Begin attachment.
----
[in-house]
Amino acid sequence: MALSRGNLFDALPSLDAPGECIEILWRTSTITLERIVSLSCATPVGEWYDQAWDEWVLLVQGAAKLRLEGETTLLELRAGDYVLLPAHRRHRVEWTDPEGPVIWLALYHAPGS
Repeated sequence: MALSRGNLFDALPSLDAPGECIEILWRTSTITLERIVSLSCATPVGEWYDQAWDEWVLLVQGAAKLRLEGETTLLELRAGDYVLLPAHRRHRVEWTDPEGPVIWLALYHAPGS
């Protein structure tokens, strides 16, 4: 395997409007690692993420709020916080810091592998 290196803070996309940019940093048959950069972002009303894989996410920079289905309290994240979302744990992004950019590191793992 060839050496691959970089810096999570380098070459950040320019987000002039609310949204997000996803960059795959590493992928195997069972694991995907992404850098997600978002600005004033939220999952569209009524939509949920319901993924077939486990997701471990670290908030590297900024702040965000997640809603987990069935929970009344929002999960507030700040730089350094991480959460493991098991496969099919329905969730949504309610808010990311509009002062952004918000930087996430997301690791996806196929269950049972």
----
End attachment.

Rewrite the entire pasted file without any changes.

[in-house]
Amino acid sequence: MALSRGNLFDALPSLDAPGECIEILWRTSTITLERIVSLSCATPVGEWYDQAWDEWVLLVQGAAKLRLEGETTLLELRAGDYVLLPAHRRHRVEWTDPEGPVIWLALYHAPGS
Repeated sequence: MALSRGNLFDALPSLDAPGECIEILWRTSTITLERIVSLSCATPVGEWYDQAWDEWVLLVQGAAKLRLEGETTLLELRAGDYVLLPAHRRHRVEWTDPEGPVIWLALYHAPGS
């Protein structure tokens, strides 16, 4: 395997409007690692993420709020916080810091592998 290196803070996309940019940093048959950069972002009303894989996410920079289905309290994240979302744990992004950019590191793992 060839050496691959970089810096999570380098070459950040320019987000002039609310949204997000996803960059795959590493992928195997069972694991995907992404850098997600978002600005004033939220999952569209009524939509949920319901993924077939486990997701471990670290908030590297900024702040965000997640809603987990069935929970009344929002999960507030700040730089350094991480959460493991098991496969099919329905969730949504309610808010990311509009002062952004918000930087996430997301690791996806196929269950049972």